The local political story is the continuing trial of former State Senator Vincent Fmo (D-Philadelphia) on theft and obstruction of justice charges. When you read about the daily testimony concerning Mr Fumo, you just shake your head: what could ever have possessed the man to do this stuff, and to think that he could get away with it?
But it was a smaller story that caught my eye, one which, to me, says a lot more about the culture of corruption that surrounds politicians, and this one isn’t even about something illegal:
Rendell ally gets job despite hiring freeze¹
By Mario F. Cattabiani, Philadelphia Inquirer Staff Writer
HARRISBURG – When is a hiring freeze not a hiring freeze? When you are a deposed state representative who needs a job and you know the governor really well.
Gov. Rendell made an exception this week to his administration’s four-month-old hiring freeze to create a $95,002-a-year bureaucratic post and fill it with a fellow Democrat, former State Rep. Dan Surra.
The 18-year representative from Elk County began his new job – senior adviser to Michael DiBerardinis, secretary of the Department of Conservation and Natural Resources – on Monday.
In his new role, Surra will focus on the administration’s Pennsylvania Wilds initiative to increase ecotourism and development in a 12-county region in the northern part of the state.
When the state is facing a budget deficit, and has responded with a hiring freeze to keep from taking on new obligations, Governor Rendell finds a $95,002 job for one of his friends.
My guess is that6 this isn’t anything illegal.
If you read the local section, not only will you see the stories about the Fumo trial, but about Mayor Michael Nutter’s (D-Philadelphia) planned budget cuts, to deal with the city’s looming budget deficit, a plan which includes shutting down eleven of the city’s libraries. The people re up in arms, the proposal is drawing all sorts of protests, one of which is seen in this photo:
While I’m somewhat amused that the gentleman holding the sign doesn’t understand that you have to have a budget to buy books, it does show that there are some real concerns in Pennsylvania about money, and the government not having enough to meet all of the things people want. That’s why Governor Rendell imposed the hiring freeze. Yet, when it came to the Governor’s friend needing a job, well, the rules that apply to the rest of us mere mortals somehow don’t apply.
This is what happened to Mr Fumo, and this is what seems to be happening throughout government: an attitude that they are somehow different from us, somehow better than us. Vince Fumo apparently liked to boast about spending OPM: other people’s money. He apparently thought that he could have an ex-wife tailed, and have his private eye call the cops when he observed her getting behind the wheel while possibly intoxicted, and that he could even pay for it with state money. One of the charges against him is that he used state funds to have this done, but just as important, to me, is the attitude that this was something he could and should do, even if he had paid for it all himself.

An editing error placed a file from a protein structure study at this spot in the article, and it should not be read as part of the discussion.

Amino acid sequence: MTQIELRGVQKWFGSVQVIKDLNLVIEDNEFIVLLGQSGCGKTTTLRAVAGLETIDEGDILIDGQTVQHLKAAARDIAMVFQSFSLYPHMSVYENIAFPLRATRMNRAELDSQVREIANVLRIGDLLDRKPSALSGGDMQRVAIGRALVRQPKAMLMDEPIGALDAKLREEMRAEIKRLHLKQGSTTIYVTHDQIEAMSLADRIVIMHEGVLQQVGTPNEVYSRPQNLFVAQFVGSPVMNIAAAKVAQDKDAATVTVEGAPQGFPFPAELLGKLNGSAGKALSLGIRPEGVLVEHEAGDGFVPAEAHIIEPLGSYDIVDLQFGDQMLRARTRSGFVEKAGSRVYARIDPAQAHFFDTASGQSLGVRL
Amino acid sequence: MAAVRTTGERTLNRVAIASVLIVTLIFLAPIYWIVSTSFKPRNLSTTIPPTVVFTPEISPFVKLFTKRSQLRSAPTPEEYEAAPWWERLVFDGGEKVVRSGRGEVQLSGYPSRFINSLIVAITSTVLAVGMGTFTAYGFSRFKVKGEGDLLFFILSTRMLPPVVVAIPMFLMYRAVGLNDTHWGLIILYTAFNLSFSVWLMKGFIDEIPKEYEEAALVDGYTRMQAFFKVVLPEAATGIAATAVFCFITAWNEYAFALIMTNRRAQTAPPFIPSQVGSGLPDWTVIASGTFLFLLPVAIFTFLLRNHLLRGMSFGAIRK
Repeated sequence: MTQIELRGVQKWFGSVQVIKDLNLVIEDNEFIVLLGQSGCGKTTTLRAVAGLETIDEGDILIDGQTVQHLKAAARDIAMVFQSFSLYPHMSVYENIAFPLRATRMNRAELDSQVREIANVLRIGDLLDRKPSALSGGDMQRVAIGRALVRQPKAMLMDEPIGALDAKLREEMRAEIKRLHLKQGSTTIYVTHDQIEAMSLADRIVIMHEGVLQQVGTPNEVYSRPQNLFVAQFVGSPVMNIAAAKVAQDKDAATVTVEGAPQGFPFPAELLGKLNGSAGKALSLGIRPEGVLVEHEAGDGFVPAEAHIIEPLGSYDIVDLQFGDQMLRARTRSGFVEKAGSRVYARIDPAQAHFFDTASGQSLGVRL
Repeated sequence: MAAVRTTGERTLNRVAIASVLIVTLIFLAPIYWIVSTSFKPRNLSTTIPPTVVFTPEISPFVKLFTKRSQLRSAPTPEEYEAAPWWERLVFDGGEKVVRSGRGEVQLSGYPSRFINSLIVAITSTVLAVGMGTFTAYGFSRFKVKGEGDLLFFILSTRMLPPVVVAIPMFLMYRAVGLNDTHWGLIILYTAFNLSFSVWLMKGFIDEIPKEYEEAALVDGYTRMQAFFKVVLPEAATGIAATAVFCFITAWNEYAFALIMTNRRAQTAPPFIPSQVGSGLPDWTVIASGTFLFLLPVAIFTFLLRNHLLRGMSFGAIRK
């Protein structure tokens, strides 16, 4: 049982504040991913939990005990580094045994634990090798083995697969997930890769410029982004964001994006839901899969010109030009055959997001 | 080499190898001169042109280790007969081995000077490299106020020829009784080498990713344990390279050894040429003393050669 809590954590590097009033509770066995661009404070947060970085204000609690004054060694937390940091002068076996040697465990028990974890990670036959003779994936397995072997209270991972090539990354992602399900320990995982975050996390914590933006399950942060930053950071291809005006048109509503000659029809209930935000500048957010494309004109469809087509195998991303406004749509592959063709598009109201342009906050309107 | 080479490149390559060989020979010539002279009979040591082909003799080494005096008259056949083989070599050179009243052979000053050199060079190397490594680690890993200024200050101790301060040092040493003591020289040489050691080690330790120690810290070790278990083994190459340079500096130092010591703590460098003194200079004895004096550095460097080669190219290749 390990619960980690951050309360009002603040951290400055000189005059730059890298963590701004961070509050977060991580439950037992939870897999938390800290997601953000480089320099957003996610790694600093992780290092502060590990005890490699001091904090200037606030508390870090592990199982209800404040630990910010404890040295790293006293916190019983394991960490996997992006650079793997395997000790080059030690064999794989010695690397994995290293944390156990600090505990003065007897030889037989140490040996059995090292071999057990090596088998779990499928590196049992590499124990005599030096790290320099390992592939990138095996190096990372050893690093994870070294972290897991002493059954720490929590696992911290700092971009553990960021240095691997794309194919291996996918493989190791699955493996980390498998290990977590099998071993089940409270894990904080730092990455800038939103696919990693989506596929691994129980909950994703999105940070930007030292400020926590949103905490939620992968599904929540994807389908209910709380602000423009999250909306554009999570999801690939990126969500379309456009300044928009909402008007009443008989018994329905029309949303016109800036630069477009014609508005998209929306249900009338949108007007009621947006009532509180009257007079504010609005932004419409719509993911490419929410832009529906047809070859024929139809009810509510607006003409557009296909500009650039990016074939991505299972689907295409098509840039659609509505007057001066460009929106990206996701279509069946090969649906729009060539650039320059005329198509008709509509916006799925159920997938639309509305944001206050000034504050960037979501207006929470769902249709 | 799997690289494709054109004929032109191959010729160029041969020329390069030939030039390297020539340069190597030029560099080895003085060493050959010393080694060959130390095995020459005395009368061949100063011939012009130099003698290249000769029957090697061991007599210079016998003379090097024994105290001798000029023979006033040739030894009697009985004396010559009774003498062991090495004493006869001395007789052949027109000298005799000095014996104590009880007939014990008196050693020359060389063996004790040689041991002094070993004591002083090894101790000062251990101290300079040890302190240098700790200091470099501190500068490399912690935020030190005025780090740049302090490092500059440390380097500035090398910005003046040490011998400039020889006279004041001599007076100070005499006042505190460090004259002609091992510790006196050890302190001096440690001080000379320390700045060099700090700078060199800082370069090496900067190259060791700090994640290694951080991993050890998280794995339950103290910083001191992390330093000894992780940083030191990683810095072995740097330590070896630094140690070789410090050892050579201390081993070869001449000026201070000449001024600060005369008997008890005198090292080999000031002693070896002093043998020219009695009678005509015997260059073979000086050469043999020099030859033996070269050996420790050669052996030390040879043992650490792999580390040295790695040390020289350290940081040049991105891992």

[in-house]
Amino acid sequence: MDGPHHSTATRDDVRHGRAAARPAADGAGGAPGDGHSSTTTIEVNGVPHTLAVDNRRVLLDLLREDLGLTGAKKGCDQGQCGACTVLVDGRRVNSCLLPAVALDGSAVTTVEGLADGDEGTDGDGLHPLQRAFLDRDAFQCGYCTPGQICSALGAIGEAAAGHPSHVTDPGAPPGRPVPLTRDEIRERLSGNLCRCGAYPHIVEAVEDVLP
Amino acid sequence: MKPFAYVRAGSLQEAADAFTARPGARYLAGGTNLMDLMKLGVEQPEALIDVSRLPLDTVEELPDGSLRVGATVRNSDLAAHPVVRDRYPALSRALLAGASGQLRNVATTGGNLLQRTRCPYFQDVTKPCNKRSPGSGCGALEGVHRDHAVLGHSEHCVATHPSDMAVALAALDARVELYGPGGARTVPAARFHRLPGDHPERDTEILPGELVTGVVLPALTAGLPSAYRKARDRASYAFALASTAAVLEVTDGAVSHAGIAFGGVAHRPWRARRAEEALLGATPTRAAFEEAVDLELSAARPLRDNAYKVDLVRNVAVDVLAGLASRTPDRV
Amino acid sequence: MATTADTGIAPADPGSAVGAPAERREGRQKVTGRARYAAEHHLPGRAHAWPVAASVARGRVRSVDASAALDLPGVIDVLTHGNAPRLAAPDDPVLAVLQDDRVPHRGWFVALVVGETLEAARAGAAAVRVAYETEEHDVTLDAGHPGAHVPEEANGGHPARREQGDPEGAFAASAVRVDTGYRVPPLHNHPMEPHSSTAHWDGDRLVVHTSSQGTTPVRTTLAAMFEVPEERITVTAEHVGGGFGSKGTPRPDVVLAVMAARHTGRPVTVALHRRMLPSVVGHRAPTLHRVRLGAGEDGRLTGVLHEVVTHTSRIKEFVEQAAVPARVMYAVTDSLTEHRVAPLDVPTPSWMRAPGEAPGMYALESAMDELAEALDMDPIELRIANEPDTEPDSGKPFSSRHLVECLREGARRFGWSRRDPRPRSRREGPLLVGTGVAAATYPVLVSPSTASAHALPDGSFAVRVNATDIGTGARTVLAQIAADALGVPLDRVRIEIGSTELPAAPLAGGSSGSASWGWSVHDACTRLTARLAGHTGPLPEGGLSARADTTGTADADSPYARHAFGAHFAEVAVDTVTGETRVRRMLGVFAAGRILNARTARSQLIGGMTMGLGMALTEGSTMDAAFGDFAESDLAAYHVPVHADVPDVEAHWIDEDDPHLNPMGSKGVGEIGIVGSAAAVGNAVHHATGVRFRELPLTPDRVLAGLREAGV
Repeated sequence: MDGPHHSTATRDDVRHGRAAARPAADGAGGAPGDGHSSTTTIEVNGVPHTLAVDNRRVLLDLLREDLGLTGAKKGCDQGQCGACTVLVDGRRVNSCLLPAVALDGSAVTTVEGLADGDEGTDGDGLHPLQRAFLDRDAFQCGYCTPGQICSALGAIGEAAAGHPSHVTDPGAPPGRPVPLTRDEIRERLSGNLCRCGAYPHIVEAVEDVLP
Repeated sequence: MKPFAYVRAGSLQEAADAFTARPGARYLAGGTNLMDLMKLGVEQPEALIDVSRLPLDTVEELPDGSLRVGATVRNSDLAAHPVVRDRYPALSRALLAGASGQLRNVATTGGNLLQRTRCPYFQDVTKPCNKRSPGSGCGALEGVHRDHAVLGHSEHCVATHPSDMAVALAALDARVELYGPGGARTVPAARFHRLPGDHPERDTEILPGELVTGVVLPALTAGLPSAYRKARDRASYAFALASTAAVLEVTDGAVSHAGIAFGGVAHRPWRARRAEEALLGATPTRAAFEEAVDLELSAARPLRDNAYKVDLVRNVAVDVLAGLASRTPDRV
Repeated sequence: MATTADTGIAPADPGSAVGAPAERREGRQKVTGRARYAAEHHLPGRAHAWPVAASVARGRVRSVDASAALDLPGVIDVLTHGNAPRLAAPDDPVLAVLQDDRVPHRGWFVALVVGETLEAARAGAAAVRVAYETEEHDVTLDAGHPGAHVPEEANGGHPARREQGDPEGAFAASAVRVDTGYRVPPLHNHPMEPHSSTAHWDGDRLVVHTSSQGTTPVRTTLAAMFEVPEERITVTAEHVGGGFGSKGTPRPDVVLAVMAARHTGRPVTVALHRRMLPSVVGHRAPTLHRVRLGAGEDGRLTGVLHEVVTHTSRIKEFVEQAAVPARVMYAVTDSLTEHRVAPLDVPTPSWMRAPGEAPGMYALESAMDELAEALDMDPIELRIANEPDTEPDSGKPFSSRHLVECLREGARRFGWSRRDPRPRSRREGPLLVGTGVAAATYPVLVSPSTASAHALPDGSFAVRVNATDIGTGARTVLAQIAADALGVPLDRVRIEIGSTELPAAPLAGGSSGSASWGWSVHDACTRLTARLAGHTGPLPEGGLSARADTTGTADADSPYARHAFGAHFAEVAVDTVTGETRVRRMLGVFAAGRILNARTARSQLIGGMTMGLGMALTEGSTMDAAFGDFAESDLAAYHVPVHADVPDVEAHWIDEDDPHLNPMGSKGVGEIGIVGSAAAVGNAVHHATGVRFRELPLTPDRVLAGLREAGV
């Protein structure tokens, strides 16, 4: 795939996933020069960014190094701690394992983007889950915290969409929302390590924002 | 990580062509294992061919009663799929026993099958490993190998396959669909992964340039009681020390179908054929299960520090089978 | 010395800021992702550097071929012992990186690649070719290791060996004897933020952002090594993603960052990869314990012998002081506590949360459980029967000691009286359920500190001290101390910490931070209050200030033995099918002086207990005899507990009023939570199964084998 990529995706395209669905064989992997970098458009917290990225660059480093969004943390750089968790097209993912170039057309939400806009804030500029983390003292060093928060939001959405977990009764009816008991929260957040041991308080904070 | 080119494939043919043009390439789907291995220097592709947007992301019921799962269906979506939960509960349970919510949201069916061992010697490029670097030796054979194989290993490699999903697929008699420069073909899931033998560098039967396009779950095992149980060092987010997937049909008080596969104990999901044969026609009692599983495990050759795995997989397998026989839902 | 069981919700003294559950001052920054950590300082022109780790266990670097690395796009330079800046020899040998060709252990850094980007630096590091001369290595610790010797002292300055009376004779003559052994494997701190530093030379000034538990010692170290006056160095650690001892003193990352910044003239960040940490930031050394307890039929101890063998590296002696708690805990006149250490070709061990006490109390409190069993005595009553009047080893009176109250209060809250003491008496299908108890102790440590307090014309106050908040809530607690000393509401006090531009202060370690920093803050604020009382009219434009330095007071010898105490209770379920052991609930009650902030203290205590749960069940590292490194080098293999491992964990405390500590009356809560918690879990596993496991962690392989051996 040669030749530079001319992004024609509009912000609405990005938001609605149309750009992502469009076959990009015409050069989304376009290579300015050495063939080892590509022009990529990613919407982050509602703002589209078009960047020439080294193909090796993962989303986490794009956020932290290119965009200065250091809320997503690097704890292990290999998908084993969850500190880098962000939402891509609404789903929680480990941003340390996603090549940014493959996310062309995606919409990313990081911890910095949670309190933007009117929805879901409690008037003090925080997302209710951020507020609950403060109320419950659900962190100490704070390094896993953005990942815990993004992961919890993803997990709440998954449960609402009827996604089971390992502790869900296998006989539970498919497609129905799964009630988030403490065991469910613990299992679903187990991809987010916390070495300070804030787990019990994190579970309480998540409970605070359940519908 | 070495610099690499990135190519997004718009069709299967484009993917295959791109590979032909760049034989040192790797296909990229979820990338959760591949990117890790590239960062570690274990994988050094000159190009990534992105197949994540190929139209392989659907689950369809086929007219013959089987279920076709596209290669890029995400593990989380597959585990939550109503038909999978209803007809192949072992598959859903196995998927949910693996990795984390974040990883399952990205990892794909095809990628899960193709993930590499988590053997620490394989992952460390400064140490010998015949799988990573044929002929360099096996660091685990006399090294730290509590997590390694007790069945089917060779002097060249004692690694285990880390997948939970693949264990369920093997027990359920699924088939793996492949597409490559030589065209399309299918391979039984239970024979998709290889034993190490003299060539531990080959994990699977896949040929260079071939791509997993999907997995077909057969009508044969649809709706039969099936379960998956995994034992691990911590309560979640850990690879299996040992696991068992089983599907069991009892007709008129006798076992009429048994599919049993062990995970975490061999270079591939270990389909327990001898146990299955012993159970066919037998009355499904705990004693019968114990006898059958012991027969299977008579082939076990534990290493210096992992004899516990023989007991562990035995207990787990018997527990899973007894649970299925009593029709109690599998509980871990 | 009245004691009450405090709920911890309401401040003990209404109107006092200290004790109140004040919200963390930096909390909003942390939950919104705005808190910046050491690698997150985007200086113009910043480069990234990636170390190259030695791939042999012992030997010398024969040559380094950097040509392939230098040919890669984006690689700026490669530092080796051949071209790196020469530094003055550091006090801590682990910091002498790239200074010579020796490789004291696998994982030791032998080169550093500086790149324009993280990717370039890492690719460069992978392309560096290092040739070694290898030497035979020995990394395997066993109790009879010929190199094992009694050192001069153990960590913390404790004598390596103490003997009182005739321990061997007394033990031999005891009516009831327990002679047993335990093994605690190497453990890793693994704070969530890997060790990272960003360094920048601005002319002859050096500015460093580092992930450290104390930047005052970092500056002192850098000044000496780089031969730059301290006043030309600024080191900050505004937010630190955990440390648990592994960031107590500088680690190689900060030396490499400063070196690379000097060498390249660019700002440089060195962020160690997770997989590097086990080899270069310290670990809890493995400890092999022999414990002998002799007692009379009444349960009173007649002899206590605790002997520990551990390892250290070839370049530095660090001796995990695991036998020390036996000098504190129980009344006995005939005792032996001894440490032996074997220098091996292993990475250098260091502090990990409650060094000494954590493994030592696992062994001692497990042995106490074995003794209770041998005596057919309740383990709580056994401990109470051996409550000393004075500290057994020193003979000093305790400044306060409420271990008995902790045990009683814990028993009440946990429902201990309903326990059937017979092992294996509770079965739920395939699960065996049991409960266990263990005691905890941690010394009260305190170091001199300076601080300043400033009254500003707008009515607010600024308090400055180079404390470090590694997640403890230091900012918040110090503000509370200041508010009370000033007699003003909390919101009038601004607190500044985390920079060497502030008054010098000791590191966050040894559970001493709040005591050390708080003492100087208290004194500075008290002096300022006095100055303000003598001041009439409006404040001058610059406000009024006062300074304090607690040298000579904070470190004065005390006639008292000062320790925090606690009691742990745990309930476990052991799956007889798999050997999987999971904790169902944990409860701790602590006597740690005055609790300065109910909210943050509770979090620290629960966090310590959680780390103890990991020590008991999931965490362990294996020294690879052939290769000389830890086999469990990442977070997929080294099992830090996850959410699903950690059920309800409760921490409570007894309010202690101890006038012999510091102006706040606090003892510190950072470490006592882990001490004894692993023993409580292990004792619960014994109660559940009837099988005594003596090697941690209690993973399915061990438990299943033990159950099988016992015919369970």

We common folks tend to understand that some things are just wrong, some things are maybe funny to fantasize about but stupid to do, and don’t do them. For Mr Fumo, who is an attorney and thus should have known what the laws are concerning the use of public funds, the self-importance of being a powerful state senator, a decades-long state senator, apparently outweighed common sense. For Mr Rendell, it’s the idea that he can help a friend in need, without regard to the hiring freeze he put in place himself.
As much as I’d like to blame it all on Democrats, Republicans haven’t been exempt. Convicted felons Randy Cunningham, Bob Ney and Ted Stevens all acted like the rules simply didn’t apply to them.
Our ideal is of the public servant, the man who has the interest of the people at heart. Maybe a lot of these guys come into office actually feeling that way, but as the sycophants and flatterers and people wanting things keep sucking up to them, it’s as though some of them — most of them? all of them? — lose sight of why they are there and that they really aren’t better than everybody else.
I don’t know how else to explain it.
¹ – The Philadelphia Inquirer, Wednesday, 14 January 2009, p. B-1